LAUNCESTON, Australia, April 19 (Reuters) – Wanted: One mine, just started or close to production, preferably gold, must be in secure country with high-quality ore body and low costs. Also, must be cheap.
The above shopping list was the most common response from investors when quizzed as to what they are looking for in the commodity sphere during last week’s Mining Investment Asia conference in Singapore. The near impossibility of satisfying the requirements probably explains why there aren’t that many mining deals actually being done, despite the low prices for many commodities.
While the big companies often grab the headlines with large acquisitions (think Rio Tinto buying Alcan, BHP merging with Billiton and later spinning most of it off in South 32), the engine room of the mining sector tends to be among the juniors.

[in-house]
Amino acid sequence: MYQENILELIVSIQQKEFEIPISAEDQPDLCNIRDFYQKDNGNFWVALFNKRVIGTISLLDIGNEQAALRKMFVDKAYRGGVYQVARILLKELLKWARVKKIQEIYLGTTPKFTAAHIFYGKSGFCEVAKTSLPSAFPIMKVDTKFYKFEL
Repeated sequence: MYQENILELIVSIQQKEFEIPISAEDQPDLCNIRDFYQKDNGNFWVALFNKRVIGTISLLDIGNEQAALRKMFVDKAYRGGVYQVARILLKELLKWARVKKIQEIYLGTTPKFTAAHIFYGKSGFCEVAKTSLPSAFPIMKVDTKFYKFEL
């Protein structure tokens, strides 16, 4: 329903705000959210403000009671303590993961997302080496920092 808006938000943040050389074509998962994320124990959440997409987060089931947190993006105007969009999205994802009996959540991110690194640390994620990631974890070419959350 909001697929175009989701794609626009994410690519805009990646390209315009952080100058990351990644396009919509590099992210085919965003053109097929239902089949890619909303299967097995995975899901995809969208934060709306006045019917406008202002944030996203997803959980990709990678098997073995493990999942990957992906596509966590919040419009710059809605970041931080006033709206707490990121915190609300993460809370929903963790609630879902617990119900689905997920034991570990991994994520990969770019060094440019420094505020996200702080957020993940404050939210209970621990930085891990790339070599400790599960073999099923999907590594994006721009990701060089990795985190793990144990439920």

It’s in this space that private equity, family offices and mid-tier miners play, looking for cash to develop projects either through deals or taking a punt on raising money through a public listing.
It was evident at the Singapore conference that there’s plenty of money looking for investment opportunities, but it was also equally evident that the bar for any decision is being set too high for the current market.
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